Studio Glass in Focus
Robert Coby Guest Curator, Cleveland Institute of Art class of 2011, glass artist
In a workshop held at the Toledo Museum of Art in 1962, Dominick Labino and Harvey Littleton experimented with building a small furnace and melting a test batch of glass with the goal of creating blown glass art. This year marks the 50th anniversary of that event, which effectively inaugurated the studio glass movement in America.
Before Labino and Littleton figured out how to build the furnace, the only people working with hot glass labored in large-scale industrial settings, creating mostly functional glassware as part of a production team. The achievement of Labino and Littleton enabled individual artists to melt glass in a smaller studio setting and begin to harness hot glass as a medium for art. In the years following the workshop, others began to build and develop furnaces based on Labino and Littleton’s design, and glass programs began appearing in schools around the country, started by people such as Marvin Lipofsky, Fritz Driesbach, and Dale Chihuly. These early studio glass pioneers taught and influenced one another as well as their students in new and expanding glass programs.
Deserted Throne 1990. Stanislav Libenský (Czech, 1921–2002) and Jaroslava Brychtová (Czech, b. 1924). Cast glass. Gift of Helen Kangesser 2010.17
The first works by these artists were very experimental, as they figured out the potential of the material and procured the equipment used to work with it. Labino and Littleton kept their forms simple, layering veils of color and stretching the glass into various shapes. With not much knowledge of historic techniques to draw upon, they discovered the processes largely on their own. “Technique is cheap,” Littleton famously said.
Much of the work from that period focused on discovery and working with the properties of the glass itself—its fluidity, boldness, and inherent glossy beauty in both clear and colorful surfaces. As knowledge of glass and its manipulation grew, forms and colors began to reach new levels. Dale Chihuly, one of the most prominent glassblowers of the movement, took things further. In his early basket forms, he rolled up patterns of thin glass strings that referenced the patterning in Native American baskets. But it was his groundbreaking “Seaforms” and subsequent “Macchia” series that brought him fame. Using a bright yet diverse color palette, Chihuly began to blow his forms larger and thinner. He worked with the physical nature of glass, letting it sag and droop into organic forms, which referenced those found in the sea.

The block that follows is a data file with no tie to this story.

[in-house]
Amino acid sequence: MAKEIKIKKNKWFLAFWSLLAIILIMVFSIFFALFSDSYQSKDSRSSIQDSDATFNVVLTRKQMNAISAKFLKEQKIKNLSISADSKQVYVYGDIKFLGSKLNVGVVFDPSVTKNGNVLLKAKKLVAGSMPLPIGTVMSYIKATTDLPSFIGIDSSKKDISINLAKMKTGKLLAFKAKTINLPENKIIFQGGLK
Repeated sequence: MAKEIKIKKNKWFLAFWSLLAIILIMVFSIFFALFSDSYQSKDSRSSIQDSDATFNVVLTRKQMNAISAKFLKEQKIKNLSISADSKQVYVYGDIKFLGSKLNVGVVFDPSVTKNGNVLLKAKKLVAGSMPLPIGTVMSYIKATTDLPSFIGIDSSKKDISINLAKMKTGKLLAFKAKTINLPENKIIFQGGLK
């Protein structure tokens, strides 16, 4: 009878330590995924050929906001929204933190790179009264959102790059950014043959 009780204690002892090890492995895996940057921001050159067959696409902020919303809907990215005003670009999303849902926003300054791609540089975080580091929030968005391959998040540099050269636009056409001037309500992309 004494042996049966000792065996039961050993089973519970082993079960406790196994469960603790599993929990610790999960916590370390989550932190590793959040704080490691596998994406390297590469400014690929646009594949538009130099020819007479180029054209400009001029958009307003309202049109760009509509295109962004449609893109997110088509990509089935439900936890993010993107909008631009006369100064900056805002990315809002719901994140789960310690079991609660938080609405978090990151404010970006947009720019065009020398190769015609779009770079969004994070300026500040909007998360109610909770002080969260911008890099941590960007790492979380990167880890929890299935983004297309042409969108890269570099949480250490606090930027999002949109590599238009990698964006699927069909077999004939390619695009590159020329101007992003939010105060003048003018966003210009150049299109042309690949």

Chihuly is also credited for bringing Italian glassblowing techniques to America. Awarded a chance to study in Murano, where artisans had been blowing glass for centuries, Chihuly brought back new knowledge of his own. He also encouraged glassblowers, most notably maestro Lino Tagliapietra, to come to the United States to teach traditional, guarded Italian glassblowing techniques to Americans.
Standing Stone 1989. William Morris (American, b. 1957). Mold blown glass. Gift of Francine and Benson Pilloff 2005.185